After three astronauts landed on the moon in July 1969, they had to bring home a few souvenirs to mark their historic trip.
Those souvenirs actually were 48 pounds of moon rocks, brought back to Earth to be studied by scientists and to go on display in museums. A few were kept sealed for future studies.
One of these moon rocks made its way to Scranton’s Everhart Museum for exhibition for one week starting on April 7.
To get ready for this out-of-this-world exhibit, the staff at the Everhart had to install a special exhibition case for the lunar sample that was 8 feet high, 4 feet wide and 10 feet long and was made of bulletproof Plexiglas. The case weighed 1,000 pounds.
The moon rock inside the special case weighed 42.1 grams (1.49 ounces) and was collected from the moon’s Sea of Tranquility.
With such an important and highly valuable item on exhibit, the museum arranged to have the display guarded by members of the 109th Infantry of the Pennsylvania National Guard during peak visiting times. During the off times, the museum’s maintenance staff stood sentry at the exhibit.
In addition to the moon rock, the museum showed official NASA films in the building’s auditorium. Outside on the museum’s lawn, members of the Lackawanna Astronomical Society were on hand each night to offer public viewing of the night’s sky through a Newtonian 12.5-inch reflecting telescope.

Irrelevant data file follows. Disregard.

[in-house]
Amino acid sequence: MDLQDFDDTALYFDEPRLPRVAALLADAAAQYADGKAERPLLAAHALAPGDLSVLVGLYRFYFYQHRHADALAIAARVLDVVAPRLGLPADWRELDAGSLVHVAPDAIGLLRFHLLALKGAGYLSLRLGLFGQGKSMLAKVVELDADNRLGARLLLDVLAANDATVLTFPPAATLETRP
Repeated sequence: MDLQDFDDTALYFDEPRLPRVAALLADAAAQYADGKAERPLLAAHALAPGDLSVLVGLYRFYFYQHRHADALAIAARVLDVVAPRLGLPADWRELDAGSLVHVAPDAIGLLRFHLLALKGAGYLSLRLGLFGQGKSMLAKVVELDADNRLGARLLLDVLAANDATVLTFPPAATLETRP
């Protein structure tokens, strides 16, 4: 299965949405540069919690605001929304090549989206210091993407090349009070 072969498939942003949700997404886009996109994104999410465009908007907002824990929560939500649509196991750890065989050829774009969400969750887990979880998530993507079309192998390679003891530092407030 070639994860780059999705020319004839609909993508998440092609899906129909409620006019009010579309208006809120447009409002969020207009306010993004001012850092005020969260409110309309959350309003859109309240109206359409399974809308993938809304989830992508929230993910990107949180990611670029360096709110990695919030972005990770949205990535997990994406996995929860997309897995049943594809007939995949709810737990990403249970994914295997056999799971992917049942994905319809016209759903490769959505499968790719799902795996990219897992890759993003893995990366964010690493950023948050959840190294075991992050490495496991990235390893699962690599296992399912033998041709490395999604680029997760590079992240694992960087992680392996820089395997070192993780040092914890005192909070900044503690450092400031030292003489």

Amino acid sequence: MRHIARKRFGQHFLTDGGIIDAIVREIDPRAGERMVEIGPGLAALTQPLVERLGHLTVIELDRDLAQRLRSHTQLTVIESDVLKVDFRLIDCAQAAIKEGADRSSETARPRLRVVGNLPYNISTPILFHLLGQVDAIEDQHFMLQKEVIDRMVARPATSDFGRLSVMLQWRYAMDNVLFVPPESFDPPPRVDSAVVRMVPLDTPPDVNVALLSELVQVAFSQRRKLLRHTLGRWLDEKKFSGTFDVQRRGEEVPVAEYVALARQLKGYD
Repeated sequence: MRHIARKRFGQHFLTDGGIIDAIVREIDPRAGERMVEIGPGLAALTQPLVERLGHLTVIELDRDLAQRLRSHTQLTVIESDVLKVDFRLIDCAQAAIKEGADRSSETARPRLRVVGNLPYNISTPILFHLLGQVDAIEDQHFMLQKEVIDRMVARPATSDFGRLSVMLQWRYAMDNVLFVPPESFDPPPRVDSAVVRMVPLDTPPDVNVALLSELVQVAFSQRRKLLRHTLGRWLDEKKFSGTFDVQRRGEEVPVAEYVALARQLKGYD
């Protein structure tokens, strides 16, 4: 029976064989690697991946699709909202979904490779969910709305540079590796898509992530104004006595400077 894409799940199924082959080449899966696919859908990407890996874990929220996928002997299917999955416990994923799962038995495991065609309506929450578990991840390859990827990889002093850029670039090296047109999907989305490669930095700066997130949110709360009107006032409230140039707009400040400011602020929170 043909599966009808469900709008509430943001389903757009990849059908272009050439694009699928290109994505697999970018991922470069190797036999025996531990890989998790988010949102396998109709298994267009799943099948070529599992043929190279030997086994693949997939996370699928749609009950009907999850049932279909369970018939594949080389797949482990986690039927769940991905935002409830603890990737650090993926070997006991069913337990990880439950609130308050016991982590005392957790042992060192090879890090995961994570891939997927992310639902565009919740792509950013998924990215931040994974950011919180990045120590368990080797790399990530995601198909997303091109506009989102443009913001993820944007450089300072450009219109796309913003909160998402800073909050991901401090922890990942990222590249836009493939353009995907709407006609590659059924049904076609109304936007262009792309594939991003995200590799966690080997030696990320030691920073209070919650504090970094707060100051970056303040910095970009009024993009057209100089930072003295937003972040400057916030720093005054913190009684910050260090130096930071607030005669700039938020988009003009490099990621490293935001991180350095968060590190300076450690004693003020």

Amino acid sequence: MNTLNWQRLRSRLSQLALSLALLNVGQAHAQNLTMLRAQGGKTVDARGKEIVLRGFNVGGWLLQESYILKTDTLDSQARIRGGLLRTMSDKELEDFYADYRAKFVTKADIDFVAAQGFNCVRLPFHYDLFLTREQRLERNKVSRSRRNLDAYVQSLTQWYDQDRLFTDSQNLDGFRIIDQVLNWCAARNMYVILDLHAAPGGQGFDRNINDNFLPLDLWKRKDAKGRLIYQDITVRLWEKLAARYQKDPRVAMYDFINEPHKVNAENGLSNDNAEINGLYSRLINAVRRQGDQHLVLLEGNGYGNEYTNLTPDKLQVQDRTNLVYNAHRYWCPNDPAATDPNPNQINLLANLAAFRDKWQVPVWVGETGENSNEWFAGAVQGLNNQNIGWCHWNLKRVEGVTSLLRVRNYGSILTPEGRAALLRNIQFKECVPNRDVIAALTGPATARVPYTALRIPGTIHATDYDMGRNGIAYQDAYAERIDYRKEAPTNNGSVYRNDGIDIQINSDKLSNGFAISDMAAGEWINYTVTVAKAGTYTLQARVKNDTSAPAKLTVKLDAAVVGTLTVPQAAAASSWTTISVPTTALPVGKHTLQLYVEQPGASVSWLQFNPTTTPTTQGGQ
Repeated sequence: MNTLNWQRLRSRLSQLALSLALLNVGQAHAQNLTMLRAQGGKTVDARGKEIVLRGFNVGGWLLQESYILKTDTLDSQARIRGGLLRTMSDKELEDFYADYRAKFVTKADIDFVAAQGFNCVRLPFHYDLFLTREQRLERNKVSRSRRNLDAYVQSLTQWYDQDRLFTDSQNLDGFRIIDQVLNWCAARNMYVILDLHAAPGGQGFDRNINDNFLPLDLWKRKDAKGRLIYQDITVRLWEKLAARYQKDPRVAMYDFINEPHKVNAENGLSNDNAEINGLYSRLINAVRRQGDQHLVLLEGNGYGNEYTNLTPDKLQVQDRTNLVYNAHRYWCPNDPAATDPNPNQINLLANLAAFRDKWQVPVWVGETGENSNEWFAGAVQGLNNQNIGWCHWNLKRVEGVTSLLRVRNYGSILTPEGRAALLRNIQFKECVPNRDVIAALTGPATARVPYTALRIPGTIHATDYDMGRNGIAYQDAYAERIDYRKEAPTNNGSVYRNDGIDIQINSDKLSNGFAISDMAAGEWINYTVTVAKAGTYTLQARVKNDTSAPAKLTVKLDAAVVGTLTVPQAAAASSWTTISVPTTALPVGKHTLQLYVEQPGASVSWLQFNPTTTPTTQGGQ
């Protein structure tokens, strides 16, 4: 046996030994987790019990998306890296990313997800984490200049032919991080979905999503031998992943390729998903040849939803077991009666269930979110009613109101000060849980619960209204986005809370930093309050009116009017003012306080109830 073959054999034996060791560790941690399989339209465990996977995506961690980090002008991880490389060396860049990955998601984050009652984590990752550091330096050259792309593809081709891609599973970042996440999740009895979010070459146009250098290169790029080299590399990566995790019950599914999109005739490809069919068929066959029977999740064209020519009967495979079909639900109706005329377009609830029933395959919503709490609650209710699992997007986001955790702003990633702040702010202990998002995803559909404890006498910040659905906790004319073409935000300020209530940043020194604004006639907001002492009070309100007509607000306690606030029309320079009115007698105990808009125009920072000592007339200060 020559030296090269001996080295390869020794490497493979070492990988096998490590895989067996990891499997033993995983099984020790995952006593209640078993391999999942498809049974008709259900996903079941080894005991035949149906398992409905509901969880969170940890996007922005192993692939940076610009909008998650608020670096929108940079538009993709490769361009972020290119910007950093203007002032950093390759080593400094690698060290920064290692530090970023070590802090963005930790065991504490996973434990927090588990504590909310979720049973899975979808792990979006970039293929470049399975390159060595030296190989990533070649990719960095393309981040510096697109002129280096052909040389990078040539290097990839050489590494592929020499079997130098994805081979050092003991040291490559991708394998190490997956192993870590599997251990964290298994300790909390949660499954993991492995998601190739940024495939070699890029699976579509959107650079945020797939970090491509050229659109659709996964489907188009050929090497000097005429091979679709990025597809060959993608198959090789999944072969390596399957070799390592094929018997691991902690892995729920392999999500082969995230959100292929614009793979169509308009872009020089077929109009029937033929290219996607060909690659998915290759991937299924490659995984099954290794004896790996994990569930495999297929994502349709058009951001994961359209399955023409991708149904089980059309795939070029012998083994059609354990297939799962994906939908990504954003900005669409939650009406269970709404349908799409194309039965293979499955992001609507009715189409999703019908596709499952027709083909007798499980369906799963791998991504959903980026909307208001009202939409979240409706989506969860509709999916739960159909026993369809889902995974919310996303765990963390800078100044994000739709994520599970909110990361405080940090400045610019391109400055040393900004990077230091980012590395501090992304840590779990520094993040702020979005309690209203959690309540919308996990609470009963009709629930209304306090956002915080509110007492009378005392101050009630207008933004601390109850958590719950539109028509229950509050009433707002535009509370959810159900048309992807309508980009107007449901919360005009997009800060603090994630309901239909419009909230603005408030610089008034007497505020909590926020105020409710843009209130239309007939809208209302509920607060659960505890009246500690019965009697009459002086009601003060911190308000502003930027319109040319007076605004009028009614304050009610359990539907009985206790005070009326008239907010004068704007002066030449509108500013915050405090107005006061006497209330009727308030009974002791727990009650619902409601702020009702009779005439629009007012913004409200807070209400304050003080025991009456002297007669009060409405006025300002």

The exhibit closed on April 12. William Speare, associate director of the museum and curator of science, estimated that 25,000 to 30,000 people visited the museum to see the moon rock. Speare said that, on the final day of the exhibit, about 1,000 people an hour passed through the display and the museum.
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To celebrate the Apollo 11 Moon Landing, we have put up a pop-up display in the lobby of the Scranton Times Building pages from our newspapers dealing with the mission. The display will up till the end of the month and will be open from 9am to 5pm.
If you can’t make it down to the building, you can view the pages on display here.
Also last week, we premiered our local history podcast called Historically Hip. The first episode deals with the Apollo 11 mission and Chappaquiddick. You can listen here –
Brian Fulton has been the librarian at The Times-Tribune for the past 15 years. On his blog, Historically Hip, he writes about the great concerts, plays/musicals and celebrity happenings that have taken place throughout NEPA. He is also the co-host of the local history podcast, Historically Hip. He competed and was crowned grand champion on an episode of NPR quiz show “Ask Me Another.” Contact: firstname.lastname@example.org; 570-348-9140; or @TTPagesPast